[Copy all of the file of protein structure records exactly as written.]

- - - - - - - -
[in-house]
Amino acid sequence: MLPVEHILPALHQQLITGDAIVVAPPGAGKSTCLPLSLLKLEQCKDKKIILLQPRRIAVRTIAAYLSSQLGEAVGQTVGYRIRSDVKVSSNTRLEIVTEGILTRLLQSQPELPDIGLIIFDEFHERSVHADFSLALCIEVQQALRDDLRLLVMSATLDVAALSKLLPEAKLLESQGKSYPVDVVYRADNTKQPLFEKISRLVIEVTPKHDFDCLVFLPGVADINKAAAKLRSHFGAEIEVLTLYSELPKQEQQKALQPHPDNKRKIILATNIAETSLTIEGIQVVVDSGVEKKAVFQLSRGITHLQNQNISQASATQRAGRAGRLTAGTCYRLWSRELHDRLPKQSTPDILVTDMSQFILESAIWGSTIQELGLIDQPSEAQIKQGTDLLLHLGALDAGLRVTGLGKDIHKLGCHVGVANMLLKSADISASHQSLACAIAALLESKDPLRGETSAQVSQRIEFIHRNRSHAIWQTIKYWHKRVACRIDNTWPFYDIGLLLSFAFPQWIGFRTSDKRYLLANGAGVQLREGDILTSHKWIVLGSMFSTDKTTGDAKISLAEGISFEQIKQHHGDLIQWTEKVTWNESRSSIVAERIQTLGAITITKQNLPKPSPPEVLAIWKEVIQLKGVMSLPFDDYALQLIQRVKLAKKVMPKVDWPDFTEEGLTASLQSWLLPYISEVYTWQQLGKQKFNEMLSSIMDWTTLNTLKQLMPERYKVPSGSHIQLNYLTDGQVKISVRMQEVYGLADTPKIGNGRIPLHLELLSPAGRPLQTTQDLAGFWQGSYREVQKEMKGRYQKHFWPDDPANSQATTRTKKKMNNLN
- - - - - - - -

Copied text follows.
[in-house]
Amino acid sequence: MLPVEHILPALHQQLITGDAIVVAPPGAGKSTCLPLSLLKLEQCKDKKIILLQPRRIAVRTIAAYLSSQLGEAVGQTVGYRIRSDVKVSSNTRLEIVTEGILTRLLQSQPELPDIGLIIFDEFHERSVHADFSLALCIEVQQALRDDLRLLVMSATLDVAALSKLLPEAKLLESQGKSYPVDVVYRADNTKQPLFEKISRLVIEVTPKHDFDCLVFLPGVADINKAAAKLRSHFGAEIEVLTLYSELPKQEQQKALQPHPDNKRKIILATNIAETSLTIEGIQVVVDSGVEKKAVFQLSRGITHLQNQNISQASATQRAGRAGRLTAGTCYRLWSRELHDRLPKQSTPDILVTDMSQFILESAIWGSTIQELGLIDQPSEAQIKQGTDLLLHLGALDAGLRVTGLGKDIHKLGCHVGVANMLLKSADISASHQSLACAIAALLESKDPLRGETSAQVSQRIEFIHRNRSHAIWQTIKYWHKRVACRIDNTWPFYDIGLLLSFAFPQWIGFRTSDKRYLLANGAGVQLREGDILTSHKWIVLGSMFSTDKTTGDAKISLAEGISFEQIKQHHGDLIQWTEKVTWNESRSSIVAERIQTLGAITITKQNLPKPSPPEVLAIWKEVIQLKGVMSLPFDDYALQLIQRVKLAKKVMPKVDWPDFTEEGLTASLQSWLLPYISEVYTWQQLGKQKFNEMLSSIMDWTTLNTLKQLMPERYKVPSGSHIQLNYLTDGQVKISVRMQEVYGLADTPKIGNGRIPLHLELLSPAGRPLQTTQDLAGFWQGSYREVQKEMKGRYQKHFWPDDPANSQATTRTKKKMNNLN